The three-month on three-month decrease in construction output was driven by falls in both repair and maintenance, and new work, which fell 2.8% and 2.6% respectively.
Construction output also fell month-on-month, contracting by 2.3% in March 2018 compared to February.
The Office for National Statistics (ONS) acknowledge reports from some survey respondents that their businesses had been affected by bad weather in February and March 2018 but said it was “difficult to quantify the exact impact on the industry”.
The estimate for construction growth in 2018 Q1 has been revised up 0.6 percentage points to minus 2.7%, from minus 3.3% that it previously used in the preliminary estimate of gross domestic product (GDP). The adjustment is too small to impact on GDP figures though.
ONS says that, following consecutive periods of month-on-month growth, construction output reached a record high in the final two months of 2017 before falling back again. Construction output’s peak in December 2017 was 30.3% higher than the lowest point of the last five years, April 2013. Despite the decrease in 2018, construction output remains 22.7% above this nadir.
Rebecca Larkin, senior economist at the Construction Products Association, said: “This release confirms what was reported in preliminary GDP data: construction had a poor opener to 2018. The 2.7% contraction in output was revised up from the initial estimate of a 3.3% decline, but this still represents the weakest outturn since August 2012 and a £1.04 billion loss in output in three months.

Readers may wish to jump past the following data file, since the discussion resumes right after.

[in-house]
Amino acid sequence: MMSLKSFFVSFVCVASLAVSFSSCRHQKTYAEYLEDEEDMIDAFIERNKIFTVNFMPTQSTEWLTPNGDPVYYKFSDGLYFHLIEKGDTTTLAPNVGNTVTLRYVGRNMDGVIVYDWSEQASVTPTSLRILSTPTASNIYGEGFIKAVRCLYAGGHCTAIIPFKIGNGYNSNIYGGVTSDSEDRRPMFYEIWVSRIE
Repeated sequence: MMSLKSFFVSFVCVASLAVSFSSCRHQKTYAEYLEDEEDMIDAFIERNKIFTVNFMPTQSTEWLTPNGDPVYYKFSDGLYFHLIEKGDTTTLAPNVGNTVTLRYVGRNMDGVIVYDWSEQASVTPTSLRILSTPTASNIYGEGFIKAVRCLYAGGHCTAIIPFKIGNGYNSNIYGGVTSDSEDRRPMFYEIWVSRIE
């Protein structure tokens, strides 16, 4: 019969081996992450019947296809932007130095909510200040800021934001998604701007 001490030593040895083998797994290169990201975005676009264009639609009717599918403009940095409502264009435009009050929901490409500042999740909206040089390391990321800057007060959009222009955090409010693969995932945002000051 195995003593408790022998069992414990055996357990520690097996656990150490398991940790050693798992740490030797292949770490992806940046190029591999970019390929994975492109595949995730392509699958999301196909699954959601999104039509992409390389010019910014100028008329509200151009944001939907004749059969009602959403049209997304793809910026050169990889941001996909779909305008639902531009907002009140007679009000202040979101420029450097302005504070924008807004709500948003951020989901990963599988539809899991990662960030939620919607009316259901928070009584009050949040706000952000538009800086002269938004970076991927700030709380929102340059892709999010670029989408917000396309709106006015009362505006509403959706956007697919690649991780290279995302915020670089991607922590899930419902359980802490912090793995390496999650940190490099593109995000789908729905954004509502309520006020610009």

“Output declined in each month of the quarter, undoubtedly capturing the pauses in work relating to Carillion’s liquidation in January and the snow disruption in February and March. Notably, private housing lost its position as the industry’s star performer, with output falling from a record high, but activity is expected to accelerate as we enter the spring selling season.”
Blane Perrotton, managing director of the property consultant Naismiths, commented: “After months of playing a bad hand well, the construction industry has lost its trump card. Housebuilding was more than just the one bright spot against the increasingly dark backdrop – it had taken on a totemic importance as a beacon of demand, resilience and hope. Without it, the sector looks dangerously exposed. Not for nothing is construction is now suffering the highest number of new insolvencies of any industry.
“The slump in output is the worst for six years, as the industry has been hit for six by a toxic combination of weak confidence, softening investor demand and rising input costs. Despite the low interest rate environment and abundance of finance available, developers are increasingly doubling down – concentrating on completing existing projects rather than commissioning new ones.
“Nevertheless it’s wrong to draw parallels with the painful slowdown seen at the start of the decade. For all the fall in demand, access to finance has never been better and order books remain strong outside London. Yet at this rate there is likely to be more pain to come, as there is little sign of an end to the limbo which is prompting investors in London and the southeast to sit on their hands.”
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